Hell really does freeze over– at least in the middle of rural Norway it does.
Caution: there will be no avoiding the puns and Dad jokes in this article.
On average, for a third of the year, the village of Hell in Norway freezes over, reaching sub-artic temperatures as low as −25 °C (−13 °F) and making it among one of coldest places to live on Earth.
Lead image (c) Waxorian
A very cold Saturday morning in Hell, Norway (c) Martin Ystenes
Image (c) Storker Moe
Hell is a sleepy post town with a train station, a grocery store, a grill, a gas station and of course, a retirement home (in case a retirement in Hell sounds like a better idea than the Florida Keys).
To the average Norwegian, the word Hell actually means luck, but the town’s name stems from the overhanging cliff caves in the area known as hellir in old Norse.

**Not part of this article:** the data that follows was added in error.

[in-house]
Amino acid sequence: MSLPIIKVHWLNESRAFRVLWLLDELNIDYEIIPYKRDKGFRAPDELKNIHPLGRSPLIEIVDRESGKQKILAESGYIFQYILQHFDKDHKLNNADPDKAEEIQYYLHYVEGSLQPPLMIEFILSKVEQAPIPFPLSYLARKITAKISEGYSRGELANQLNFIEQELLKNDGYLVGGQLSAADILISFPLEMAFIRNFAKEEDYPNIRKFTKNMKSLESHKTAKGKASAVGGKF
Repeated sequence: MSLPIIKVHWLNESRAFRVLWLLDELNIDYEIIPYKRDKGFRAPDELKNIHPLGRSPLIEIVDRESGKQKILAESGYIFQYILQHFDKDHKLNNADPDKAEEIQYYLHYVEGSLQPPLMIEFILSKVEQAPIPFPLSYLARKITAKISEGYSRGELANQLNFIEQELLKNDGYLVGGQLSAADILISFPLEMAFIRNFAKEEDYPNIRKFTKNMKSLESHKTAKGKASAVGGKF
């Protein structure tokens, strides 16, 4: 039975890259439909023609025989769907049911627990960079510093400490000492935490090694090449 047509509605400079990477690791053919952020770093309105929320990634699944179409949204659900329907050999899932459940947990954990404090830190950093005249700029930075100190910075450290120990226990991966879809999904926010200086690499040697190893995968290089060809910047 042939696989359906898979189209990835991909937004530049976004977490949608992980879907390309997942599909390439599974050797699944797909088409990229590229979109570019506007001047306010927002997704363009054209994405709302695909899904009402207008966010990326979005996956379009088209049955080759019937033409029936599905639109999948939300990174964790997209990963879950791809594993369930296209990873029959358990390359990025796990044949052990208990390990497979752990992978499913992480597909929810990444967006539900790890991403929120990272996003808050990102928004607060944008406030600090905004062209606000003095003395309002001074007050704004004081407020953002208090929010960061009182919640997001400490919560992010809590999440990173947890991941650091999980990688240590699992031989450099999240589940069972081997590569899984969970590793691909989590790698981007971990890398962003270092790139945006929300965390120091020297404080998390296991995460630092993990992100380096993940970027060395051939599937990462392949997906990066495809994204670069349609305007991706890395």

Crossing the Bridge to Hell, images via ExViking
Image (c) Kjetil
Tourists rarely buy a one-way ticket to Hell (wink wink) and usually just jump straight back on the train, continuing onto their next destination without discovering much of the small town. However, there is an annual music festival called Blues in Hell that attracts a considerable crowd every September. Vice magazine paid a visit last year when they honoured singer Sugar Pie Desanto.
Hell’s other claim to fame is it’s very own Miss Universe, Mona Grudt, who was crowned in 1990. The media called her “the Beauty Queen from Hell”.
Perhaps fittingly, there is no church in Hell. This church at a crossroads is found outside the village on the South side of the river.
Who knew Hell would be a sleepy Norwegian town with white picket fences?
Take a Google street view tour of Hell.
There are also a small hamlet called Hell in Michigan, USA.
Image (c) Bauke Karel